Home Articles Monopolization of names: David vs. Goliath

Monopolization of names: David vs. Goliath

Trademark protection often turns into blackmail, extortion and attempt to choke off the competitors.

Company name and trademark are the main symbols of any company. Just as in case with people’s names, they let consumers know with whom they deal and what product or service they can get. Some trademarks became so popular that they began to be used completely apart from the company itself – the xerox (from the name of the Xerox company) became a synonym of a copy machine, and the jeep (from the Chrysler Group’s Jeep) replaced the term “SUV”. But if people’s names can be repeated (so many Maries and Johns appear in our surroundings), then companies consider trademarks to be their property, and any hint of repetition or allusion is an attempt on this property.

Businesses have the right to protect their trademarks from being used by third parties. Sometimes they excercise this right in cases when allusions to their trademark are too far from being apparent, however. And sometimes young startups become victims of either large monopolies that are afraid of competition, or little-known regional companies that use judicial precedent and demand compensation for damage.

House of cards may collapse

The world-famous television series about the political game in Washington, with Kevin Spacey and Robin Wright starring, first appeared on the screens of Netflix video service in 2013. In parallel, the producer of the series, Media Rights Capital, tried to register the trademark in the United States Patent and Trademark Office, but in vain. After two and a half years, the media found out why they could not register it: a little-known company from Massachusetts D2 staked out this name for the designation of goods and services from the entertainment sector back in 2009. Although the “House of Cards” is known worldwide as a series about a quirky US presidential candidate, the lawsuit between Media Rights Capital and D2 still goes on.

Transnational giants vs. regional players

Large corporations with a full staff of lawyers, attorneys and patent specialists often go with lawsuits for small producers operating in one country or region, forbidding them to use not only trademarks, but also similar color symbols. For example, Retail Royalty Company, the parent company of clothing manufacturer American Eagle, sued a local retailer, Pantaloons, with the High Court of Delhi (India). The American manufacturer indicates in his lawsuit that the brand and logo of the Indian company are very similar to the American Eagle Outfitters logo, which depicts a flying eagle. According to lawyers, small companies should be especially careful when choosing a trademark, logo, slogan or brand, as large international companies carefully guard their market share and are ready to sue at the slightest suspicion. On average, trademark litigation costs companies between $ 250,000 and $ 750,000.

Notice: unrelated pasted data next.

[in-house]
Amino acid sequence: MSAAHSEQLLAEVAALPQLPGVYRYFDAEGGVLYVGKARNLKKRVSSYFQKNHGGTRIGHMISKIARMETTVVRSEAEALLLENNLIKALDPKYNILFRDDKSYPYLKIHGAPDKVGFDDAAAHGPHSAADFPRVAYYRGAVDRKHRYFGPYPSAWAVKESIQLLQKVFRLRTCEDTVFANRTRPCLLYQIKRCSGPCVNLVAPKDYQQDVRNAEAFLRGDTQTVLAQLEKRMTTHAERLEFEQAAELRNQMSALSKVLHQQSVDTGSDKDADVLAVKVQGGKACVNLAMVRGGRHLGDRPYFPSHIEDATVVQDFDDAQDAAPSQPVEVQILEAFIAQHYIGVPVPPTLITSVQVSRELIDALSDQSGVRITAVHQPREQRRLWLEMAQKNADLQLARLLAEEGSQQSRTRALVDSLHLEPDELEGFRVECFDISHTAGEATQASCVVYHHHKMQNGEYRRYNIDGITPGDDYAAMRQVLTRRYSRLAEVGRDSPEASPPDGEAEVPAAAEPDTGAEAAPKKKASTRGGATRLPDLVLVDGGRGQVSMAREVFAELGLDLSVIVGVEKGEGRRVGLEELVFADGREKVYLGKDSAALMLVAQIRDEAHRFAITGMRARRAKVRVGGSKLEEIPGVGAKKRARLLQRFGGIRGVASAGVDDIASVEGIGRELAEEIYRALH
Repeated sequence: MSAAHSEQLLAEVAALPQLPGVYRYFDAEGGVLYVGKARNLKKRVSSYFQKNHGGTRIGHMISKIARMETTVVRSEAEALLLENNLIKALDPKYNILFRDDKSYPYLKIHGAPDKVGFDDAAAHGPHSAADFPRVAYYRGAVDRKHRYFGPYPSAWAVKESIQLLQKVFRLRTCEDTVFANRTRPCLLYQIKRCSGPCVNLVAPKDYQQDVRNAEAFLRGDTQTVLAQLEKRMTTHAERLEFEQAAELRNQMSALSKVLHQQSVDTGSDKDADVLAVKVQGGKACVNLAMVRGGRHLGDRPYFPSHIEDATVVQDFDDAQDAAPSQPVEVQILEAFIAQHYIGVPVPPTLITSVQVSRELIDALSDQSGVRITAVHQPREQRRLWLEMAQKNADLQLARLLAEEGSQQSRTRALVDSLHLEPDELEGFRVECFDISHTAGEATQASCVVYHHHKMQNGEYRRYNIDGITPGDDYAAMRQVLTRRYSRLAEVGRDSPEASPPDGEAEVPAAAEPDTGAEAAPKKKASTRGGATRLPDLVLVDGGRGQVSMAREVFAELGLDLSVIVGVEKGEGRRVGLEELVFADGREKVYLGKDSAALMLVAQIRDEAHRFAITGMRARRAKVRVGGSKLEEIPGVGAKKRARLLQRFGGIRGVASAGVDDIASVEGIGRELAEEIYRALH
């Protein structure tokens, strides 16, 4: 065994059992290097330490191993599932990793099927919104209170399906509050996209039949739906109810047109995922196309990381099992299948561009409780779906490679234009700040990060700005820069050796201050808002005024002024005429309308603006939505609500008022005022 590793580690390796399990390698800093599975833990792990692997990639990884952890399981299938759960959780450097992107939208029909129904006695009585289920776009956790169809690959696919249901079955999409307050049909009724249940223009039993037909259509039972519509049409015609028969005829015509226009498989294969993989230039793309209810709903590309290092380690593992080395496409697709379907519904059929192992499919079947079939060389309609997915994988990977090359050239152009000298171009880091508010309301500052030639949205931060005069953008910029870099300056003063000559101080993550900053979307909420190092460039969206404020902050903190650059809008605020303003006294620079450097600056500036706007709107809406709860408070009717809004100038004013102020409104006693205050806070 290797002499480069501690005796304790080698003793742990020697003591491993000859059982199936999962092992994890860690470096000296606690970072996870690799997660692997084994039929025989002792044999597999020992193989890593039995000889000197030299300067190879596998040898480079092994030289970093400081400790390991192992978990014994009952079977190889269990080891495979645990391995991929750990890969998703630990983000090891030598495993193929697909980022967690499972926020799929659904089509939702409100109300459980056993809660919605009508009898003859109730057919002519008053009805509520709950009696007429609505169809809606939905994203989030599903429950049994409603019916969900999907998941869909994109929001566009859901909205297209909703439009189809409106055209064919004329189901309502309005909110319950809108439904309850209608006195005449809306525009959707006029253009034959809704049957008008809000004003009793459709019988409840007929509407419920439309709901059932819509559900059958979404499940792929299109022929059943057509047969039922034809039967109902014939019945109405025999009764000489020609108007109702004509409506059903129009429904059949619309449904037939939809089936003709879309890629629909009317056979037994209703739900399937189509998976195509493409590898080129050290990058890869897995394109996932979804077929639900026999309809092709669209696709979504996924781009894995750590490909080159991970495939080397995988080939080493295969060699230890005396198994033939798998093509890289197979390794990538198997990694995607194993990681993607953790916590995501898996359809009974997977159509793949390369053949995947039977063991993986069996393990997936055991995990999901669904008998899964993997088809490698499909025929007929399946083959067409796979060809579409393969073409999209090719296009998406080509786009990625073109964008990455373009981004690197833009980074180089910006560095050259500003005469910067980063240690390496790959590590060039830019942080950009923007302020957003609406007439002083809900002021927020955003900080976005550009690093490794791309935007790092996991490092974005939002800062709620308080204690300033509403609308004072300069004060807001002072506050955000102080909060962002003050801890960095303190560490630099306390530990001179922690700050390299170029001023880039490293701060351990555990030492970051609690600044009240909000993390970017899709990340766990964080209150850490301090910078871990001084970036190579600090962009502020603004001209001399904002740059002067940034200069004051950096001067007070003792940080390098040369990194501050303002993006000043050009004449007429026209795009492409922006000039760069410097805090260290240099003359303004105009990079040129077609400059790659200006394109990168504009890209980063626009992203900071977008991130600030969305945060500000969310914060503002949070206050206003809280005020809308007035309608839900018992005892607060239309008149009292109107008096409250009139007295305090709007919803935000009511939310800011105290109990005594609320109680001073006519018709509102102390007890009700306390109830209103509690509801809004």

David vs. Goliath

These are not only regional companies, but young startups that are at risk of falling victims to large corporations. The globally integrated provider of financial services and the subsidiary of the German stock exchange Deutsche Börse – STOXX – jealously guards its trademark, which in practice turns into lawsuits against any company with a name which is partially consonant with “stox”.

So, one of the latest STOXX lawsuits was against a cryptocurrency startup Bistox. Interestingly enough, the Swiss Federal Institute for Intellectual Property registered both the STOXX trademark and the BISTOX trademark without finding any contradictions in the registration process.

It is worth noting, that international practice regarding consonant brands is not on the side of STOXX. Thus, the US Patent and Trademark Office (USPTO) considers the use of a trademark illegal if only it can mislead users. In other words, only those trademarks, which are confusingly similar, are considered to be a violation.

So far, claims are being discussed in the pretrial order, but Bistox has announced plans to protect its trademark, which was issued in accordance with the Swiss law.

China guards the market

A unique situation with trademark protection has developed on the Chinese market. In contrast to other regions and countries where small and medium businesses become victimized by large transnational companies, foreign companies in China often face lawsuits from little-known companies which have their brands registered in the country, these brands having much in similar to that owned by a foreign company. Thus, a major Australian wine producer Penfolds – Treasury Wine Estates – received a subpoena from Chinese citizen Li Daozhi, when trying to enter the Chinese market with wine called Ben Fu. Australian media found out that Li is a well-known hunter for well-known wine brands, who is suing a foreign wine producer not for the first time. For example, a year before the litigation with the Australian company, Li won a lawsuit against the French wine producer Castel, which was forced to pay 33.73 million yuan (about $5 million) by the Chinese court for using someone else’s trading name.